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Japan Fury Over ABM Leaks By US Navy

Photo courtesy AFP.
by Martin Sieff
UPI Senior News Analyst
Washington DC (UPI) July 11, 2007
Japanese defense officials are furious that the U.S. Navy leaked details of a successful, top-secret missile defense exercise last week to the media, the Japan Times reported Wednesday. The newspaper said the Japanese Defense Ministry had wanted the details of the July 6 exercise to be kept tightly secret.

Ironically, the exercise was a complete success, the newspaper said. It was to confirm the length of time it would take to inform Prime Minister Shinzo Abe's office that North Korea had launched a ballistic missile strike against the Japanese mainland. The time involved was only one minute, the paper said.

However, details of the exercise, including the one minute time to informing Prime Minister Abe's office, were revealed to the public Monday in a news release that the Japan Times identified as being sent out by Mass Communication Specialist 2nd Class Matthew Schwarz of the U.S. 7th Fleet Public Affairs office.

Japanese officials indicated to the Japan Times they were taken aback by publication of the one-minute time of delivering the news. They told the paper they had not timed it explicitly.

"The main purpose of the exercise was to test if communications channels and devices work. We didn't measure the time," said one senior Japanese Defense Ministry official. "We wonder how the U.S. measured it."

"This time, we actually passed the tracking information all the way to Prime Minister of Japan Shinzo Abe's office," Schwarz said in the release quoted in the Japan Times report.

The newspaper said Japanese experts believe it would only take 10 minutes for North Korean missiles to strike their targets in Japan after being fired.

earlier related report
Expert fears Japan missile panic
Japanese experts are concerned that their public needs to be educated in orderly evacuation procedures to avoid mass panic and needlessly heavy casualties in the event of a North Korean missile strike against a Japanese city, the Yomiuri Shimbun newspaper reported Wednesday.

The paper said that Teikyo University Professor Toshiyuki Shikata, a crisis management councilor for the Tokyo metropolitan government, had expressed concern about the public's behavior after an explosion in a Tokyo spa on June 19 killed three people, destroying a building.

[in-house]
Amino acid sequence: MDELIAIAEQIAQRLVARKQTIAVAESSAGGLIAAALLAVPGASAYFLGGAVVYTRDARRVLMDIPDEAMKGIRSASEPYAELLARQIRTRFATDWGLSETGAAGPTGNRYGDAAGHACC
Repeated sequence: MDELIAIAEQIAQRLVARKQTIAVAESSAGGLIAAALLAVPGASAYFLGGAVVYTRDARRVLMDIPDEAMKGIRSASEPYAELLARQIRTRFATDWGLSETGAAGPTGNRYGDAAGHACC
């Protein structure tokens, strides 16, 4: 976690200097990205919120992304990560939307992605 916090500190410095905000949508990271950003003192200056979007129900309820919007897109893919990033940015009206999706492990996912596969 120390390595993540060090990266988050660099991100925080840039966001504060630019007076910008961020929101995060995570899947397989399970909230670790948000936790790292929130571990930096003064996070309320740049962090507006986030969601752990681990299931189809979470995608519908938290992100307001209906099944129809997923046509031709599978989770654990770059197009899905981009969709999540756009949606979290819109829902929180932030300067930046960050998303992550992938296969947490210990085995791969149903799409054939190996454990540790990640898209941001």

"If it had been a missile carrying a nuclear, biological or chemical warhead, many people who could have survived initially would have lost their lives," Shikata said.

The paper noted that wide-ranging emergency plans to warn and protect the public already existed in the event of any missile strike against civilian areas. It said the Japanese government would announce advance alerts and warn the public to protect themselves in underground shelters or other buildings.

"However, nobody can guarantee an evacuation would run smoothly because no drill has been conducted," the newspaper said.

Shikata warned that a strike against a Japanese metropolitan area by a nuclear armed missile could kill as many as 300,000 people -- more than three times the number killed in either of the 1945 A-bomb attacks that destroyed the Japanese cities of Hiroshima and Nagasaki.

"North Korea would surely target Kasumigaseki (Japan's political center in central Tokyo)," he told the newspaper. "The margin of accuracy of North Korean missiles is about 2-1/2 kilometers. Even if a missile veered to the west, it would hit the Yotsuya area."

The Yomiuri Shimbun noted that although North Korea says it has developed the capability to make nuclear weapons, it appears still to be some distance from being able to miniaturize them sufficiently to place them on any missile.

North Korea has so far failed to test-fire any intercontinental ballistic missile capable of reaching the United States. But it has repeatedly successfully test-fired intermediate-range missiles capable of reaching cities in Japan.

Source: United Press International

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Washington (UPI) July 09, 2007
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